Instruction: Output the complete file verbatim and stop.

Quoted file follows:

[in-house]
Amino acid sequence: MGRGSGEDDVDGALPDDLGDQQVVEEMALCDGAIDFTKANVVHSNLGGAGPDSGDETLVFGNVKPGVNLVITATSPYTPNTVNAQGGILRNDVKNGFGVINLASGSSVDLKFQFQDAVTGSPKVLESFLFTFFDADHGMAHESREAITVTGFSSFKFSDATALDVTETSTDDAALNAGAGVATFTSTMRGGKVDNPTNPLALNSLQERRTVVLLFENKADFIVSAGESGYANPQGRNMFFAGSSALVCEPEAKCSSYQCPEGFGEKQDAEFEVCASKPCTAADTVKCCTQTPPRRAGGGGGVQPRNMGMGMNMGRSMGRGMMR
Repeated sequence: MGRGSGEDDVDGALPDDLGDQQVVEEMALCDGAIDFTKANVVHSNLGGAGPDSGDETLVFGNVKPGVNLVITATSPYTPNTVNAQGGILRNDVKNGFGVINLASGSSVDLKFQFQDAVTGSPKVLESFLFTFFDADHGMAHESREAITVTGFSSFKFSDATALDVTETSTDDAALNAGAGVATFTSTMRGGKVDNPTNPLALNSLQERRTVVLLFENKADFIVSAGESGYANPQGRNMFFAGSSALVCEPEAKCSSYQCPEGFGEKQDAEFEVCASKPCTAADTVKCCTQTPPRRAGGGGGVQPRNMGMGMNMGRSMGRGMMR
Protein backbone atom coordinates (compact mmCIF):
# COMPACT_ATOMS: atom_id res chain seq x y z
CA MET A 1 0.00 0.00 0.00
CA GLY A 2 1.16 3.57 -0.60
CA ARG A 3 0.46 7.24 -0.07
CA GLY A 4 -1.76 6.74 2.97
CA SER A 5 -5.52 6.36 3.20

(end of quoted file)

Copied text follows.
[in-house]
Amino acid sequence: MGRGSGEDDVDGALPDDLGDQQVVEEMALCDGAIDFTKANVVHSNLGGAGPDSGDETLVFGNVKPGVNLVITATSPYTPNTVNAQGGILRNDVKNGFGVINLASGSSVDLKFQFQDAVTGSPKVLESFLFTFFDADHGMAHESREAITVTGFSSFKFSDATALDVTETSTDDAALNAGAGVATFTSTMRGGKVDNPTNPLALNSLQERRTVVLLFENKADFIVSAGESGYANPQGRNMFFAGSSALVCEPEAKCSSYQCPEGFGEKQDAEFEVCASKPCTAADTVKCCTQTPPRRAGGGGGVQPRNMGMGMNMGRSMGRGMMR
Repeated sequence: MGRGSGEDDVDGALPDDLGDQQVVEEMALCDGAIDFTKANVVHSNLGGAGPDSGDETLVFGNVKPGVNLVITATSPYTPNTVNAQGGILRNDVKNGFGVINLASGSSVDLKFQFQDAVTGSPKVLESFLFTFFDADHGMAHESREAITVTGFSSFKFSDATALDVTETSTDDAALNAGAGVATFTSTMRGGKVDNPTNPLALNSLQERRTVVLLFENKADFIVSAGESGYANPQGRNMFFAGSSALVCEPEAKCSSYQCPEGFGEKQDAEFEVCASKPCTAADTVKCCTQTPPRRAGGGGGVQPRNMGMGMNMGRSMGRGMMR
Protein backbone atom coordinates (compact mmCIF):
# COMPACT_ATOMS: atom_id res chain seq x y z
CA MET A 1 0.00 0.00 0.00
CA GLY A 2 1.16 3.57 -0.60
CA ARG A 3 0.46 7.24 -0.07
CA GLY A 4 -1.76 6.74 2.97
CA SER A 5 -5.52 6.36 3.20